Aaron Shoe was looking for a unique challenge for himself and his 2006 Mitsubishi Evolution.

The longtime Autocrosser and SCCA competitor hadn’t participated in any national events since 2017, and he was looking for a different experience. “I found a lot of interesting events this year, and Autocross Week was one of them,” he said. “There wasn’t really any other event where you had to drive from race to race to compete at an Autocross. It was a unique event, but I felt it was pretty attainable for me to compete and do well.”

Shoe is correct that there wasn’t anything quite like Summit Racing Autocross Week on the schedule because the event is truly the first of its kind. The competition borrows concepts from popular drag-and-drive events like Hot Rod Drag Week and the Summit Racing Midwest Drags but is the first to apply them to Autocrossing instead of the quarter-mile.

“The concept of it being four days driving, two passes per track and the route stops—all that was basically cookie cutter,” said J. Heid, promoter and founder of Summit Racing Autocross Week and Summit Racing Midwest Drags. “But we thought, ‘Imagine how cool it would be if we had an event that was the same as Midwest Drags but for Autocross.‘ ”

Through the hard work of Heid, Summit Racing, and the Akron Sports Car Club, Summit Racing Autocross Week was born.

The inaugural event took place July 12-15 and challenged its participants to drive between three different tracks over four days. The participants kicked off the event at UMI Motorsports Park in Clearfield, PA, before heading to Pittsburgh International Raceway, Dragway 42 in West Salem, OH, and then back to UMI for the final day. There were seven classes total covering everything from vintage to late-model, naturally aspirated to boosted, and everything in between. Each driver’s best two Autocross times at each facility were recorded and then averaged at the end of the week to determine the class winners and overall champion.

But if you’re looking only at those results, you’re missing part of the goal of Autocross Week.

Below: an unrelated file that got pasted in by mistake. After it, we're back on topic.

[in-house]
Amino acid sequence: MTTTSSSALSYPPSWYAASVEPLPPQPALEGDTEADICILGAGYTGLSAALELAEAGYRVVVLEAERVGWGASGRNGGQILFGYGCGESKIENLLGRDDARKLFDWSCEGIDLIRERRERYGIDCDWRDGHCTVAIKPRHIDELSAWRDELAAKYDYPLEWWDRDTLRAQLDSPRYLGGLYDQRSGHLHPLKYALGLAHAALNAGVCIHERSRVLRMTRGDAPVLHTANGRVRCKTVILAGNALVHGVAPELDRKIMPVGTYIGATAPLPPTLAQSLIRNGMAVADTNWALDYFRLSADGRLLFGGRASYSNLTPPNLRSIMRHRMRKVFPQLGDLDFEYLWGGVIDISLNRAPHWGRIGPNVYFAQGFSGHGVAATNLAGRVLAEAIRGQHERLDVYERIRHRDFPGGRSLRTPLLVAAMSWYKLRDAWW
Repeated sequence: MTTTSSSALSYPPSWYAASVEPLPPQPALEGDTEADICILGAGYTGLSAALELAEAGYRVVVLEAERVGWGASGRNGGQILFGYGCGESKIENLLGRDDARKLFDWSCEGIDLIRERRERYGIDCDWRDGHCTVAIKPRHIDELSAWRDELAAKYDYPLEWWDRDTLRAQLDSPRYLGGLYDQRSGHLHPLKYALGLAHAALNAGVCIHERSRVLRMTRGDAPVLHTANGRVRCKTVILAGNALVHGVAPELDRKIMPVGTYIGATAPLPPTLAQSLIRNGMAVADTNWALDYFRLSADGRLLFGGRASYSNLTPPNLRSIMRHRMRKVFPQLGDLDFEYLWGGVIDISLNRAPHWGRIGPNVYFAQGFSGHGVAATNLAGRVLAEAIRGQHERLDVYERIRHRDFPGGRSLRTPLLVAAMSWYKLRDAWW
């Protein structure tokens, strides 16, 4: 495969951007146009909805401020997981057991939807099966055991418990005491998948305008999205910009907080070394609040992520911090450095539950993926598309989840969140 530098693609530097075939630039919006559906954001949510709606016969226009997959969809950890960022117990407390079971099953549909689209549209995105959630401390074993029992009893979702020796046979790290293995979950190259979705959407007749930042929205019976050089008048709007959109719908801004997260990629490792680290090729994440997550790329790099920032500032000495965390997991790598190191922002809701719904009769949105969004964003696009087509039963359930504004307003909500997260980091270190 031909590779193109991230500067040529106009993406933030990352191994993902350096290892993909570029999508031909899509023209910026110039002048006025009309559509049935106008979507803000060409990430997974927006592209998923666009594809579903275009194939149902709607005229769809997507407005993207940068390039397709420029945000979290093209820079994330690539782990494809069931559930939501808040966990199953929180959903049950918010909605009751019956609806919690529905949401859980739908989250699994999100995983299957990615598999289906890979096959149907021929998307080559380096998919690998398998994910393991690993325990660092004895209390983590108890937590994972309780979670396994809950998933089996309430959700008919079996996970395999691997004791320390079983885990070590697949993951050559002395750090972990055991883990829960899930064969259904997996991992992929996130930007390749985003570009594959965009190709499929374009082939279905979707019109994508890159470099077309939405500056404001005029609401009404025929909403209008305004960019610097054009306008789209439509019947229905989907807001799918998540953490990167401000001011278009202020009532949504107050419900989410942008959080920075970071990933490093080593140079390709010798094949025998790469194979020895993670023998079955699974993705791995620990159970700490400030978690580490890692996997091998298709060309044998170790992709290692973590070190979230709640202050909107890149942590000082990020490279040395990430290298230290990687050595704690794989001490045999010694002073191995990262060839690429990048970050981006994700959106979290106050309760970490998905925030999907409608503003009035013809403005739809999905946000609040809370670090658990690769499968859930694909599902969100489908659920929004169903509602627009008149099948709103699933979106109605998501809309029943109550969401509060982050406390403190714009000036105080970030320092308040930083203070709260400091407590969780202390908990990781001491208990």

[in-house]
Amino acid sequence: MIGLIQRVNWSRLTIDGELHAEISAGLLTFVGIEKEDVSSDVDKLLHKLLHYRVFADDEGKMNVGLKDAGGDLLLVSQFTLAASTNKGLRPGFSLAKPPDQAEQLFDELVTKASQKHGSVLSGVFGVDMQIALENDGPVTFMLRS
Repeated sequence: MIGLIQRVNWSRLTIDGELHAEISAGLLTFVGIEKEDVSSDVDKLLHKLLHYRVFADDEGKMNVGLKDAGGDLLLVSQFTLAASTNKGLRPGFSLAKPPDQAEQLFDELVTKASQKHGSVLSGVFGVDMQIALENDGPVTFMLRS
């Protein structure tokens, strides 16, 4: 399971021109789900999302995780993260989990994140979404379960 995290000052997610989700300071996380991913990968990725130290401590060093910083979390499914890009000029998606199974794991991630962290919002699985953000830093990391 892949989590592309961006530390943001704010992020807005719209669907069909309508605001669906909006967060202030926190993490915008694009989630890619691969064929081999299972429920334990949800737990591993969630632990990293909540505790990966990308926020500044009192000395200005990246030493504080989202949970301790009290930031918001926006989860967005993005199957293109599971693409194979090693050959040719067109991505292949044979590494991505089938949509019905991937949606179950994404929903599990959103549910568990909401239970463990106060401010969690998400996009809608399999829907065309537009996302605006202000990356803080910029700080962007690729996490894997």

“This is a commitment of Summit Racing to invest into grassroots motorsports,” Heid said. “The appeal of it is for the enthusiast who wants to drive and really enjoys driving their car. It’s an experience with a racing component to it.”

It was the potential for a one-of-a-kind experience that attracted Shoe to the event in its inaugural year.

“This event was focused on experience instead of lots of rules focusing on what you can and cannot do,” he said. “It’s cool to be involved with the first time something is ever done, and there was the uniqueness with the endurance element.”

The key for the drivers was to figure out a strategy that would allow them to excel at the track while taking into consideration the endurance factor.

“As a drag racer, if you run 10.90 and you expected the car to run 10.90, there’s no point to hanging around,” said Jim Greenleaf, Summit Racing Equipment Motorsports and Events Manager. “As an Autocrosser, though, you might feel you could’ve had a better corner there or you could’ve done better at this spot on the course. We didn’t know how many runs people would want to make. We learned they’d probably want to make four to six and then they’d probably want to get on the road because probably the biggest challenge to this event is the survival from track to track.”

The variety of configurations at each location also posed a challenge.